Magnetic resonance imaging (MRI) may be as accurate as computed tomography (CT) in detecting acute bleeding in the brain in patients showing signs of stroke, and more accurate than CT in revealing chronic bleeding in the brain, according to a study in the October 20 issue of JAMA.
Noncontrast computed tomography (CT) has been the standard brain imaging technique used for the initial evaluation of patients with acute stroke symptoms, greatly due to its capacity to rule out the presence of hemorrhage (bleeding), according to background information in the article. Magnetic resonance imaging (MRI) has been suggested as an alternative to CT in an emergency department setting because of its ability to outline the presence, size, location and extent of hyperacute ischemia (blocked blood vessel).
Chelsea S. Kidwell, M.D., from the UCLA Medical Center, Los Angeles, and colleagues examined MRIs and CT scans in 200 patients showing signs of stroke, in order to compare their accuracy in detecting acute bleeding in the brain. The Hemorrhage and Early MRI Evaluation (HEME) study was performed at the UCLA Medical Center and the Suburban Hospital in Bethesda, Md., between October 2000 and February 2003. The average age of patients was 75 years; fifty-five percent of study participants were women. MRI and CT scans were performed within six hours of the patients onset of stroke symptoms.
Amy Waddell | EurekAlert!
Penn vet research identifies new target for taming Ebola
12.01.2017 | University of Pennsylvania
The strange double life of Dab2
10.01.2017 | University of Miami Miller School of Medicine
Researchers from the University of Hamburg in Germany, in collaboration with colleagues from the University of Aarhus in Denmark, have synthesized a new superconducting material by growing a few layers of an antiferromagnetic transition-metal chalcogenide on a bismuth-based topological insulator, both being non-superconducting materials.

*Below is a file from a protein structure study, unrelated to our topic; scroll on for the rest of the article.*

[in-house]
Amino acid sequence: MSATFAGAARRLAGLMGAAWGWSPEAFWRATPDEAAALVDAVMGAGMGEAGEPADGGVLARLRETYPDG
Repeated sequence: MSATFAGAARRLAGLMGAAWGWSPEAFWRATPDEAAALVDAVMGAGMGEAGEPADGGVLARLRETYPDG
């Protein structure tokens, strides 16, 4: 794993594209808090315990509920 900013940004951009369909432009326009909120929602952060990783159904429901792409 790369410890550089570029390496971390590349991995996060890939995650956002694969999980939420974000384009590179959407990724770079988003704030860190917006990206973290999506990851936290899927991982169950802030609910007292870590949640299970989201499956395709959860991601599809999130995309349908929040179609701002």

While superconductivity and magnetism are generally believed to be mutually exclusive, surprisingly, in this new material, superconducting correlations...
Laser-driving of semimetals allows creating novel quasiparticle states within condensed matter systems and switching between different states on ultrafast time scales
Studying properties of fundamental particles in condensed matter systems is a promising approach to quantum field theory. Quasiparticles offer the opportunity...
Among the general public, solar thermal energy is currently associated with dark blue, rectangular collectors on building roofs. Technologies are needed for aesthetically high quality architecture which offer the architect more room for manoeuvre when it comes to low- and plus-energy buildings. With the “ArKol” project, researchers at Fraunhofer ISE together with partners are currently developing two façade collectors for solar thermal energy generation, which permit a high degree of design flexibility: a strip collector for opaque façade sections and a solar thermal blind for transparent sections. The current state of the two developments will be presented at the BAU 2017 trade fair.
As part of the “ArKol – development of architecturally highly integrated façade collectors with heat pipes” project, Fraunhofer ISE together with its partners...
At TU Wien, an alternative for resource intensive formwork for the construction of concrete domes was developed. It is now used in a test dome for the Austrian Federal Railways Infrastructure (ÖBB Infrastruktur).
Concrete shells are efficient structures, but not very resource efficient. The formwork for the construction of concrete domes alone requires a high amount of...
Many pathogens use certain sugar compounds from their host to help conceal themselves against the immune system. Scientists at the University of Bonn have now, in cooperation with researchers at the University of York in the United Kingdom, analyzed the dynamics of a bacterial molecule that is involved in this process. They demonstrate that the protein grabs onto the sugar molecule with a Pac Man-like chewing motion and holds it until it can be used. Their results could help design therapeutics that could make the protein poorer at grabbing and holding and hence compromise the pathogen in the host. The study has now been published in “Biophysical Journal”.
The cells of the mouth, nose and intestinal mucosa produce large quantities of a chemical called sialic acid. Many bacteria possess a special transport system...
10.01.2017 | Event News
09.01.2017 | Event News
05.01.2017 | Event News
17.01.2017 | Earth Sciences
17.01.2017 | Materials Sciences
17.01.2017 | Architecture and Construction